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Valorie Coleman
Public Relations Director
College of the Ozarks
Point Lookout, MO 65726
Office: (417) 690-2212
Cell: (417) 365-2727
Email: vcoleman@cofo.edu

October 18, 2017

New military science course required at Hard Work U.

Students run in formation as part of the new Patriotic Education and Fitness class Students run in formation as part of the new Patriotic Education and Fitness class at College of the Ozarks. The class is now required of all freshmen.

Hannah Hilton, sophomore early childhood elementary education major, rappels as part of training provided through the Patriotic Education and Fitness classHannah Hilton, sophomore early childhood elementary education major, rappels as part of training provided through the Patriotic Education and Fitness class. The 4-credit hour course is a general education course designed to support the College’s patriotic goal: To encourage an understanding of American heritage, civic responsibilities, love of country, and willingness to defend it.

Course details to be unveiled during Military Science All Class Formation

POINT LOOKOUT, MO. — College of the Ozarks is strengthening its patriotic goal with the addition of a military science class which will be required for all freshmen.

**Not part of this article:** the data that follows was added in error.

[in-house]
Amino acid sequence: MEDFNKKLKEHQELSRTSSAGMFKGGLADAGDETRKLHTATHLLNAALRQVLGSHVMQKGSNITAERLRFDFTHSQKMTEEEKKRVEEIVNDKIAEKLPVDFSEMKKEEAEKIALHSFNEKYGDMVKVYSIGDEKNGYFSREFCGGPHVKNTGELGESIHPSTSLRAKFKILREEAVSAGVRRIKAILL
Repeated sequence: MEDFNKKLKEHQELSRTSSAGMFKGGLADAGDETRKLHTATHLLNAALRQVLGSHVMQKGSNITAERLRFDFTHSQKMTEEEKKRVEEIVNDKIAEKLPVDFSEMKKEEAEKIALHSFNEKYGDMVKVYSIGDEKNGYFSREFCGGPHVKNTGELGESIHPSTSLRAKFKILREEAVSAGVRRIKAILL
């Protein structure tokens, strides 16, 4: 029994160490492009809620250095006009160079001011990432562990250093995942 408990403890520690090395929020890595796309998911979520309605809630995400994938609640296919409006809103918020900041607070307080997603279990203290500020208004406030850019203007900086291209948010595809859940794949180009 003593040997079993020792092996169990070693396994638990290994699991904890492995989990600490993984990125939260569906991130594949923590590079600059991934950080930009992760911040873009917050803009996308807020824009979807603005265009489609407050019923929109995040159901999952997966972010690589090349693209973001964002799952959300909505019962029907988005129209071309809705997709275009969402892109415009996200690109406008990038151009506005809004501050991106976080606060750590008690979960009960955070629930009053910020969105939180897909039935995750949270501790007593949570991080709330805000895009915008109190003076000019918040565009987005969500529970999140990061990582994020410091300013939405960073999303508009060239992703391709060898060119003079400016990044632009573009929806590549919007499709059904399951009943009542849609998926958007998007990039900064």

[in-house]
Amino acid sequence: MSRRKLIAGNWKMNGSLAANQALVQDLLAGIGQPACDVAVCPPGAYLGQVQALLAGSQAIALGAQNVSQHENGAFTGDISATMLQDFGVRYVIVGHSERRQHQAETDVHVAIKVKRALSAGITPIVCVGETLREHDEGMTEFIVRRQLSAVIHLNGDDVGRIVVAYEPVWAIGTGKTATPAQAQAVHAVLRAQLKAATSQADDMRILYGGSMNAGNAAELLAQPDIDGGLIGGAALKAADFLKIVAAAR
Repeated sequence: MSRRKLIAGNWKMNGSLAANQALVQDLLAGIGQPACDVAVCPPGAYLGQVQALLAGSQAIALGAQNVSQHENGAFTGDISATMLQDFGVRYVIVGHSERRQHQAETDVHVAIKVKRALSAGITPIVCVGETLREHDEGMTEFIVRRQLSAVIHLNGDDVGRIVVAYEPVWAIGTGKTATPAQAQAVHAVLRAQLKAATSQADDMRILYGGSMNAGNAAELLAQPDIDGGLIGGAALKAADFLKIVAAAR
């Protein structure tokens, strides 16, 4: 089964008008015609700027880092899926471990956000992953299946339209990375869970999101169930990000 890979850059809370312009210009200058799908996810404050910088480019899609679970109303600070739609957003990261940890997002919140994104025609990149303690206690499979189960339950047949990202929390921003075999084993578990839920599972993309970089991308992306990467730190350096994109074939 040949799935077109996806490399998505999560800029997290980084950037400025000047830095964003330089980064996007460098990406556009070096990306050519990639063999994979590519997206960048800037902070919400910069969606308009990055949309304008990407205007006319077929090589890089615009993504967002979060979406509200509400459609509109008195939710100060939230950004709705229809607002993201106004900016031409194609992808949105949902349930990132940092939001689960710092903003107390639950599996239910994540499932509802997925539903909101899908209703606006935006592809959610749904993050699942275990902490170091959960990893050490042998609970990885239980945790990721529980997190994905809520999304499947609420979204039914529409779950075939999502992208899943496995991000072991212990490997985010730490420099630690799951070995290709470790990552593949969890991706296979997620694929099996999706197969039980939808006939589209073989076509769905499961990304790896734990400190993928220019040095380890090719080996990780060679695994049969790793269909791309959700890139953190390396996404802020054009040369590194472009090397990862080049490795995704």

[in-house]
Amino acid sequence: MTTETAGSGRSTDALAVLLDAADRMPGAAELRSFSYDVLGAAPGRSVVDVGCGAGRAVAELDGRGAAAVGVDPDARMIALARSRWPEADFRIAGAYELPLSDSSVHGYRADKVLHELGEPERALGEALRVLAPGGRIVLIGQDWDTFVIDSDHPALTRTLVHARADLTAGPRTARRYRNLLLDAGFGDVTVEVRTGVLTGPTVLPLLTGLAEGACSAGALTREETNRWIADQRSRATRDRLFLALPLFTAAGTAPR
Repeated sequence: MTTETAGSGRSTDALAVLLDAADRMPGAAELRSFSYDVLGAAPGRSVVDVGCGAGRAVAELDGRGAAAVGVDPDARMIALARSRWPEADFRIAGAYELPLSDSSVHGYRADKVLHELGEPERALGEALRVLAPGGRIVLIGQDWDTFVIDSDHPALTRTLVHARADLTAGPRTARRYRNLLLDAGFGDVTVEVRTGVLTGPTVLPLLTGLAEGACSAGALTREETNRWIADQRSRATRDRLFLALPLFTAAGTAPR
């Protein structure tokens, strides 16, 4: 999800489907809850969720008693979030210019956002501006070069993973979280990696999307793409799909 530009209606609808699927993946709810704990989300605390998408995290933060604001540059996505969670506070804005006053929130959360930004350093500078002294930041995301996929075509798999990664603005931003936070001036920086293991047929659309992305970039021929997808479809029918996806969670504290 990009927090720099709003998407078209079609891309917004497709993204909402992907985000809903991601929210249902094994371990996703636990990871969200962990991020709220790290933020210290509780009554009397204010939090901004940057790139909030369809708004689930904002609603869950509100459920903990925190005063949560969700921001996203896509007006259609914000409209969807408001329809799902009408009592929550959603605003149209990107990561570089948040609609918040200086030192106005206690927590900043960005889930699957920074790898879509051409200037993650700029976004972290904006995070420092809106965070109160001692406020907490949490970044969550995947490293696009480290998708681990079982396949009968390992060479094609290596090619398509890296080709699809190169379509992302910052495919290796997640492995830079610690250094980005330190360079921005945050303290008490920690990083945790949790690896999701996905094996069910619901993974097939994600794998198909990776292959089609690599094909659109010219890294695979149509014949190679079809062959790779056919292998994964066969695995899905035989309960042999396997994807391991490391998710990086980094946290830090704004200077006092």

The Patriotic Education/Military Science All Class Formation will take place at 8 a.m. on Monday, Oct. 23, 2017, at the activities field east of the chapel on the College campus.

The purpose of the event is to introduce the new military science course, Patriotic Education and Fitness, to the College and community.

“This is quite an unusual thing, to have a military science requirement at a non-military institution,” said President Jerry C. Davis. “This is about understanding the military. We will require everyone to take the class, and everyone will benefit from their exposure to military science, in and out of the classroom.”

General Terrence R. Dake, 1964 graduate and College of the Ozarks Board of Trustees chair, will address those assembled. Dake is the former assistant commandant of the United States Marine Corps.

The 280 students currently enrolled in the class will enter the activities field in formation and sound off at the appointed time. Each of the six class sections has a motto, and the group as a whole has a motto as well. Dake, a four-star general, will call the class to attention.

The 4-credit hour course is a general education course. It is designed to support the College’s patriotic goal: To encourage an understanding of American heritage, civic responsibilities, love of country, and willingness to defend it.

“We have seen a decrease in the understanding of our military and the important role it plays in our democracy,” Davis said. “We will do our part to correct this.”

Last year, the College enrolled students in the class as a pilot program, and two sessions, fall and spring, were completed. Based on the success of these classes, the College moved forward with the plan to require this course of all freshmen.

“During my time in Patriotic Education and Fitness, I gained a valuable understanding of what it means to be an American — the responsibilities, privileges, and freedoms that come with an American citizenship,” said sophomore Annie Boyd, public relations major. “Through the informative lectures and hands-on learning, the class instilled in me an immense appreciation for the nation we call home and the brave individuals who daily serve it. This course provides freshmen with opportunities they may not otherwise have access to.”